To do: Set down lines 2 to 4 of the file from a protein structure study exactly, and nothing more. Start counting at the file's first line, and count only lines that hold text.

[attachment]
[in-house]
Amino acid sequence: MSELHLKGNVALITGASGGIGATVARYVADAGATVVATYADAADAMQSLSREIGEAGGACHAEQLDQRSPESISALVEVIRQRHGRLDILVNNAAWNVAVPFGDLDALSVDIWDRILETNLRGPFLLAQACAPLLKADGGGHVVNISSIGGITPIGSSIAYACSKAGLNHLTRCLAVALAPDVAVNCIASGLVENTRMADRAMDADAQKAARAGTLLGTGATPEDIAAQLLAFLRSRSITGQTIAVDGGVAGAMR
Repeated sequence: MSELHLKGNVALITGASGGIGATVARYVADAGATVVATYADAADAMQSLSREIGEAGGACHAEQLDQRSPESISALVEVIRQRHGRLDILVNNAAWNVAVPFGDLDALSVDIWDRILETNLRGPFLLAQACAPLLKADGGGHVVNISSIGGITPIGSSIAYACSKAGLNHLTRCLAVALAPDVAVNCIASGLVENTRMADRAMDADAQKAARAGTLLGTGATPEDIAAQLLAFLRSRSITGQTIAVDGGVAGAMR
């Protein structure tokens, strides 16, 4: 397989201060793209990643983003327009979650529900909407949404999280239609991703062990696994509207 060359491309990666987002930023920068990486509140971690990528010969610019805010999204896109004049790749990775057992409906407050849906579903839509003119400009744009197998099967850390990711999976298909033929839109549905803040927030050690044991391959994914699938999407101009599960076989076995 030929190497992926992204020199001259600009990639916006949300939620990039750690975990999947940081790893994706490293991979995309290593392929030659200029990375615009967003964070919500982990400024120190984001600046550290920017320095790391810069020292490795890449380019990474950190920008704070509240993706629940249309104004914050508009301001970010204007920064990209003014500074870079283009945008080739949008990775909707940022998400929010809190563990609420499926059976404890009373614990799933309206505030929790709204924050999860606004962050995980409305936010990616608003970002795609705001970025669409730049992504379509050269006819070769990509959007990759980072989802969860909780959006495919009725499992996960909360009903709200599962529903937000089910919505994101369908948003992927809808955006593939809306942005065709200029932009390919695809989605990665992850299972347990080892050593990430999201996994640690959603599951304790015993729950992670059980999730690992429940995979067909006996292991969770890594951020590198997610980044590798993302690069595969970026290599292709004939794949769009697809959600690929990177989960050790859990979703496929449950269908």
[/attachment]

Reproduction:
Amino acid sequence: MSELHLKGNVALITGASGGIGATVARYVADAGATVVATYADAADAMQSLSREIGEAGGACHAEQLDQRSPESISALVEVIRQRHGRLDILVNNAAWNVAVPFGDLDALSVDIWDRILETNLRGPFLLAQACAPLLKADGGGHVVNISSIGGITPIGSSIAYACSKAGLNHLTRCLAVALAPDVAVNCIASGLVENTRMADRAMDADAQKAARAGTLLGTGATPEDIAAQLLAFLRSRSITGQTIAVDGGVAGAMR
Repeated sequence: MSELHLKGNVALITGASGGIGATVARYVADAGATVVATYADAADAMQSLSREIGEAGGACHAEQLDQRSPESISALVEVIRQRHGRLDILVNNAAWNVAVPFGDLDALSVDIWDRILETNLRGPFLLAQACAPLLKADGGGHVVNISSIGGITPIGSSIAYACSKAGLNHLTRCLAVALAPDVAVNCIASGLVENTRMADRAMDADAQKAARAGTLLGTGATPEDIAAQLLAFLRSRSITGQTIAVDGGVAGAMR
């Protein structure tokens, strides 16, 4: 397989201060793209990643983003327009979650529900909407949404999280239609991703062990696994509207 060359491309990666987002930023920068990486509140971690990528010969610019805010999204896109004049790749990775057992409906407050849906579903839509003119400009744009197998099967850390990711999976298909033929839109549905803040927030050690044991391959994914699938999407101009599960076989076995 030929190497992926992204020199001259600009990639916006949300939620990039750690975990999947940081790893994706490293991979995309290593392929030659200029990375615009967003964070919500982990400024120190984001600046550290920017320095790391810069020292490795890449380019990474950190920008704070509240993706629940249309104004914050508009301001970010204007920064990209003014500074870079283009945008080739949008990775909707940022998400929010809190563990609420499926059976404890009373614990799933309206505030929790709204924050999860606004962050995980409305936010990616608003970002795609705001970025669409730049992504379509050269006819070769990509959007990759980072989802969860909780959006495919009725499992996960909360009903709200599962529903937000089910919505994101369908948003992927809808955006593939809306942005065709200029932009390919695809989605990665992850299972347990080892050593990430999201996994640690959603599951304790015993729950992670059980999730690992429940995979067909006996292991969770890594951020590198997610980044590798993302690069595969970026290599292709004939794949769009697809959600690929990177989960050790859990979703496929449950269908």